New Mexico Sportsmen for Fish & Wildlife Contribute to San Juan Conservation

NAVAJO DAM - New Mexico Department of Game and Fish director Jim Lane was presented with a ceremonial check for $25,000 from Sportsmen for Fish and Wildlife New Mexico (SFWNM), WPX Energy and ConocoPhillips to continue conservation and restoration projects on the San Juan River.

"We are excited about the partnership, and to be able to improve opportunities for New Mexicans to enjoy their wildlife resources. We look forward to working with Sportsmen for Fish and Wildlife, as well as WPX Energy and ConocoPhillips, in the future," said Lane.

This private contribution allows the department to leverage federal dollars, turning the $25,000 contribution into $100,000 of project funding. WPX Energy and ConocoPhillips partnered with SFWNM to promote conservation and to make an impact in the local community.

"Providing funding to Game and Fish and partnering with oil and gas interests, such as ConocoPhillips and WPX Energy, for this initial contribution of $25,000 makes sense on numerous levels. Private-public partnerships provide the non-federal matching funds that are needed to turn this $25,000 into $100,000 of on the ground improvements. Sportsmen for Fish and Wildlife will continue to work with our partners to provide funds for this very important project," said Tiger Espinoza, treasurer of Sportsmen for Fish and Wildlife New Mexico.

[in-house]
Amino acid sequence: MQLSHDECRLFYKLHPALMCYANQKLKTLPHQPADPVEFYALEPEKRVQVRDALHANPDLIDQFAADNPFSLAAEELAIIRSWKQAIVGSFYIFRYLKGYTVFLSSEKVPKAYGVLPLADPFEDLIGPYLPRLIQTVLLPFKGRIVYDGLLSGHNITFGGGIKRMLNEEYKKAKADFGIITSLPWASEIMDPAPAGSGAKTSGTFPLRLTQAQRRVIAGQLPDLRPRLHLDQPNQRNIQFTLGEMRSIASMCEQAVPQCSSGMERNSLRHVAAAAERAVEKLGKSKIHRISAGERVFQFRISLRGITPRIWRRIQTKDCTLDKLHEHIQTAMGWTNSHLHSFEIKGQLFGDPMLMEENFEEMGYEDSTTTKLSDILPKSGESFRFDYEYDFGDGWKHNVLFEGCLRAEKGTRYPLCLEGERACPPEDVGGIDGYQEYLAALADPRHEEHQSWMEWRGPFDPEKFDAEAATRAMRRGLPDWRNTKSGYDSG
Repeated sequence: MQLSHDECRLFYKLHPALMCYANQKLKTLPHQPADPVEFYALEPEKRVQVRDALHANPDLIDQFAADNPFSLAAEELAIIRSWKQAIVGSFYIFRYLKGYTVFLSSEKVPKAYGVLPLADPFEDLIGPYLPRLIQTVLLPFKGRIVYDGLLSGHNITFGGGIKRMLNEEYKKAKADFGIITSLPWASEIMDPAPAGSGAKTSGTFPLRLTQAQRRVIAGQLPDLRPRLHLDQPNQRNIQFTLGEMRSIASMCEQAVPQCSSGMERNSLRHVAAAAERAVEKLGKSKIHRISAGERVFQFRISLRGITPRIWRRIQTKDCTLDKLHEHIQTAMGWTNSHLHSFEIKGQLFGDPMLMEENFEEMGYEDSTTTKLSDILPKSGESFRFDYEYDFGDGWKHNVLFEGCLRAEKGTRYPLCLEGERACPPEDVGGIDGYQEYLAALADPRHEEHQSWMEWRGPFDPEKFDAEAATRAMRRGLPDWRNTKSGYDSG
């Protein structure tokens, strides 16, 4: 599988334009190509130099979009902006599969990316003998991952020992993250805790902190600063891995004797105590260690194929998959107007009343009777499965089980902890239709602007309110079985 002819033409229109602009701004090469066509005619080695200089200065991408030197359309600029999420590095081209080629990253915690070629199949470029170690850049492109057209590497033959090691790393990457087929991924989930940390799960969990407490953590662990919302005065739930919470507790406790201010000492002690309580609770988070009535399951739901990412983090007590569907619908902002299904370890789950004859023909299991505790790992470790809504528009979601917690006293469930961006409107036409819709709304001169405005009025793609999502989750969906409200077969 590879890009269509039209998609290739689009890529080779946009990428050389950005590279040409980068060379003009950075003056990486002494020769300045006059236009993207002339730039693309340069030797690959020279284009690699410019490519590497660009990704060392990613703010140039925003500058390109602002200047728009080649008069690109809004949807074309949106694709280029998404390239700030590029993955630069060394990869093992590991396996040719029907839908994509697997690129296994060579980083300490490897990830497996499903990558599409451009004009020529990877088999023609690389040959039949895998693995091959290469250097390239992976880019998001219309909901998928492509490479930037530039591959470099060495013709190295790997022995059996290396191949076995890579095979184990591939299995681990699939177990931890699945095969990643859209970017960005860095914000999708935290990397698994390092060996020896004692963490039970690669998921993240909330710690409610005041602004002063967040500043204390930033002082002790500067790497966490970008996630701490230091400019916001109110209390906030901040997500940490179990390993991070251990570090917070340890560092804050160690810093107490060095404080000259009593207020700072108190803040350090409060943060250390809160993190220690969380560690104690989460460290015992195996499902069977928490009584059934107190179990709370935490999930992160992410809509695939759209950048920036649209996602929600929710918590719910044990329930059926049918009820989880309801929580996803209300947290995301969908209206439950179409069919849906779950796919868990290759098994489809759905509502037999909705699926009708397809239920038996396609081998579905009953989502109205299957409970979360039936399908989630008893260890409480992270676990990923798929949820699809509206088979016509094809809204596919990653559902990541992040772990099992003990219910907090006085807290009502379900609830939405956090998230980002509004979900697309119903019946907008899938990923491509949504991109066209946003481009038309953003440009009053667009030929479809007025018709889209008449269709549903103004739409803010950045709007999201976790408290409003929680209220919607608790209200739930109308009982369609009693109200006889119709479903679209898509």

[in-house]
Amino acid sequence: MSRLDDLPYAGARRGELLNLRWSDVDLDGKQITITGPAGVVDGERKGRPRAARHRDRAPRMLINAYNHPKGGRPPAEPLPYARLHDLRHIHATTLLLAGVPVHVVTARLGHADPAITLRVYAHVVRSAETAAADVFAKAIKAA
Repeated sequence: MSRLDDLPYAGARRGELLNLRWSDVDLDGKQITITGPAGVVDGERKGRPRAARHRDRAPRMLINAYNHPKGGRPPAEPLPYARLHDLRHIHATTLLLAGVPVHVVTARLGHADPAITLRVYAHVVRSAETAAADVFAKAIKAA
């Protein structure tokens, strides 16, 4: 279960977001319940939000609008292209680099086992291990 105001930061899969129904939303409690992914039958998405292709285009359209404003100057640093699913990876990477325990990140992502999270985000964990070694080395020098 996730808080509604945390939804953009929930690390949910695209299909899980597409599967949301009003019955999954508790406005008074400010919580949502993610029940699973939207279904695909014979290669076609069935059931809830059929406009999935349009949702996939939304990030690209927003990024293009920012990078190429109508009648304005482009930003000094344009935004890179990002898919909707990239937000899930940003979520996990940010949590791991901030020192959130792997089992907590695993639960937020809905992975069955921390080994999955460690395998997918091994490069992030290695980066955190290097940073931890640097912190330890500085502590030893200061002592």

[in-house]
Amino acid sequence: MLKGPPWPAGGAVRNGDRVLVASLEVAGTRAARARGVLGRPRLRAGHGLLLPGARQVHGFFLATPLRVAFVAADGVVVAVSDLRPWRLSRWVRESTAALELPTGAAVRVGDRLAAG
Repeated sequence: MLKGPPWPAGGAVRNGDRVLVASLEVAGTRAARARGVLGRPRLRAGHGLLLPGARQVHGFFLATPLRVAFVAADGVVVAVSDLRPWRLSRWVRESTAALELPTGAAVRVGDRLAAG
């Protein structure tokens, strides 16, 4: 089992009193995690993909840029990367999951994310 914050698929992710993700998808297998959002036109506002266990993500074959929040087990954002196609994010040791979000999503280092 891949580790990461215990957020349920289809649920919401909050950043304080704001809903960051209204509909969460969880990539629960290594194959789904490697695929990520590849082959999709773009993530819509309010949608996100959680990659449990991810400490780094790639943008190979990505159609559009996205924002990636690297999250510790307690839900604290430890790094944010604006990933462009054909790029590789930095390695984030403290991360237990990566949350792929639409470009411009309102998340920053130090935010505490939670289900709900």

Proposed improvements to the Hammond, a State Game Commission property located upstream from the US Highway 64 crossing on the San Juan River, will use the funds to extend the restoration downstream from the special trout waters and into areas that allow bait fishing. Use of the area by angers and sportsmen has significantly increased since the investment of $1.2 million has been used to remove non-native plants, improve trout habitat and create wetlands. The San Juan quality water fishery is estimated to generate $30 million for the local economy.

Anglers now have increased access to 1.5 miles of stream and many species, such as waterfowl and migratory birds, will benefit from the 45 acres of wetlands created. The public can now enjoy over a mile of improved trails, less crowding, more boater access and increased recreational opportunities.